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Monadnock is a scenic mountain with views of four states from its 3,165-foot-tall summit. Emerson and Thoreau both hiked it and wrote about it. New Hampshire Civil Liberties Union attorney Barbara Keshen said in her brief that it is said to be among the most-climbed mountains in the world.

A lawyer who was among the friends with him when Hummel stopped the filming forwarded details of the case to the ACLU.

Jonathan Doyle started this thing with nothing but good humor and intentions,” Keshen said. “But it does have serious overtones.”

Keshen and the state both filed motions Tuesday seeking favorable verdicts. Doyle is seeking attorneys’ fees, nominal damages and to be allowed to videotape on Monadnock without having to get a permit.

Both sides agree there’s no need for a trial because no facts are in dispute. What they dispute is whether the administrative rule requiring permits, as it was applied to Doyle, violates his First Amendment rights to free speech and expression.

New Hampshire’s department of resources and economic development, which oversees the park system, referred all questions to the attorney general’s office because the case is in litigation.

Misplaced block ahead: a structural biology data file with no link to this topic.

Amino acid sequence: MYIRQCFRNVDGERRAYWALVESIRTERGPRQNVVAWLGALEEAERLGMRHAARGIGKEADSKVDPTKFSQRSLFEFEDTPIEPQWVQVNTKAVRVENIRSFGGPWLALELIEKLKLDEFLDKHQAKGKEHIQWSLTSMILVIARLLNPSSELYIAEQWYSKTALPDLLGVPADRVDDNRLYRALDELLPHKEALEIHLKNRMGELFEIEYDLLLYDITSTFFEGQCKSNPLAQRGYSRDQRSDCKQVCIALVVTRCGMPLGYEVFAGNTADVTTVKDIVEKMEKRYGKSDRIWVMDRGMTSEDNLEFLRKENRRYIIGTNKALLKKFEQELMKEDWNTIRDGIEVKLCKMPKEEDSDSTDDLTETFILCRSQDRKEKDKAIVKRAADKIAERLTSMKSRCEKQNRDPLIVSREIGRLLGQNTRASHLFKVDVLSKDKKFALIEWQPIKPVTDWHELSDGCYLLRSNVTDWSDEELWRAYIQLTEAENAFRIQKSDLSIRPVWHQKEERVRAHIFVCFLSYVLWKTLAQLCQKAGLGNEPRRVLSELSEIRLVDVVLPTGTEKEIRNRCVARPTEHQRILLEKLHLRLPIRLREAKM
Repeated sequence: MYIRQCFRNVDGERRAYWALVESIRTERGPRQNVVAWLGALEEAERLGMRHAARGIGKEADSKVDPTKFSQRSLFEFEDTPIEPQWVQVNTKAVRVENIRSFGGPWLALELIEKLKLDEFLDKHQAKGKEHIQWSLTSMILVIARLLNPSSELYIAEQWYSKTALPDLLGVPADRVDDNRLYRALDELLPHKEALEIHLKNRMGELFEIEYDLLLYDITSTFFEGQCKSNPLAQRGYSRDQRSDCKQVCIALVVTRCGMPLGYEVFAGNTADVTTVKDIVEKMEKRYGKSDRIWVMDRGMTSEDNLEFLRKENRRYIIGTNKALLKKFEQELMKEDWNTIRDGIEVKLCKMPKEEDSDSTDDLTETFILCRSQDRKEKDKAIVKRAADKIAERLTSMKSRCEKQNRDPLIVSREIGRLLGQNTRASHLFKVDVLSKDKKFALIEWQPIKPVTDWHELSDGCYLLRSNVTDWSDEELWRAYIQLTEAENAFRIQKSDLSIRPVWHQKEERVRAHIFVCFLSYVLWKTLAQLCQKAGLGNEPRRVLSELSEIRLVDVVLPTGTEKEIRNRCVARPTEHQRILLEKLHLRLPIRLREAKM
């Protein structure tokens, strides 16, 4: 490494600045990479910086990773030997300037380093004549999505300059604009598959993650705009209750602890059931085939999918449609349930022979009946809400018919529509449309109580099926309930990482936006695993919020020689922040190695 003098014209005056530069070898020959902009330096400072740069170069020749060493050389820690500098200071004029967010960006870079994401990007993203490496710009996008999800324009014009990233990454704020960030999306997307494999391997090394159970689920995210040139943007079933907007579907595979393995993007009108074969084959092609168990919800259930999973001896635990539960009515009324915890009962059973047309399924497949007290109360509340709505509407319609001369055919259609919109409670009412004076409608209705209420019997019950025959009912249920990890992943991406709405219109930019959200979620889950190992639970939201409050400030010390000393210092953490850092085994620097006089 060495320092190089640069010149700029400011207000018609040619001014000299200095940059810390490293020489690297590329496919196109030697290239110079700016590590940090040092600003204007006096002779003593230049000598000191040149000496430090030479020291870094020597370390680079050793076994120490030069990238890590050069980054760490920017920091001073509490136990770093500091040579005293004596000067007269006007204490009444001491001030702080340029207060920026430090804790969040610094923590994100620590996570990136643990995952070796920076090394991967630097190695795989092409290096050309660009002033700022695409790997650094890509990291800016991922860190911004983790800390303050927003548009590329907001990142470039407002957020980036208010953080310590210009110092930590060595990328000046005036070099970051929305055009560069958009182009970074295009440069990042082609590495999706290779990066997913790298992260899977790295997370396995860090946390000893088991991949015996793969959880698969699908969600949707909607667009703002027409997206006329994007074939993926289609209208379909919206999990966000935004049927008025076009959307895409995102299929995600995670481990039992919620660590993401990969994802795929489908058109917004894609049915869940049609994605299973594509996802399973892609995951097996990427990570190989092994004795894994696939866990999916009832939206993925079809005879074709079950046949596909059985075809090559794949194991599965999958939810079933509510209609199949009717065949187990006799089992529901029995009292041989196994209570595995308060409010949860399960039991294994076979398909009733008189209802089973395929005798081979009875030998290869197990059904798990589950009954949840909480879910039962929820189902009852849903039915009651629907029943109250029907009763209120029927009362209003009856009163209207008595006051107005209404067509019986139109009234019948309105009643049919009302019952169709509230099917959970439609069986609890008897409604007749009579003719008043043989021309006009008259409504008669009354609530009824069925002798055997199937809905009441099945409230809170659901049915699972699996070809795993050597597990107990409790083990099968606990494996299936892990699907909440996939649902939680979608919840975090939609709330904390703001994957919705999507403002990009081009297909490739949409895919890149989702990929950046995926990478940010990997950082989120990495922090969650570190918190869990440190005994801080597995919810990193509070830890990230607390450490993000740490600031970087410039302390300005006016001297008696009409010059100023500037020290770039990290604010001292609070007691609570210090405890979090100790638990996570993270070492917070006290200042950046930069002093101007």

Assistant Attorney General Matt Mavrogeorge said the rule is constitutional.

Doyle, who grew up in Keene and has attended several art schools but has yet to graduate, has done other stunts to elicit reactions. He created and drove a “Bat-Mobile” around Manhattan. He dressed as an angel and stood stock still in the main aisle of an Episcopal church. He also said he designs websites and murals and loves to paint.

“I don’t want to be locked in a Bigfoot suit forever,” Doyle said. “I’d like to be able to do more.”

Bigfoot is the nickname given to sightings of large, hairy, human-like creatures that have been reported across the United States. Scientists are skeptical, at best, about its existence.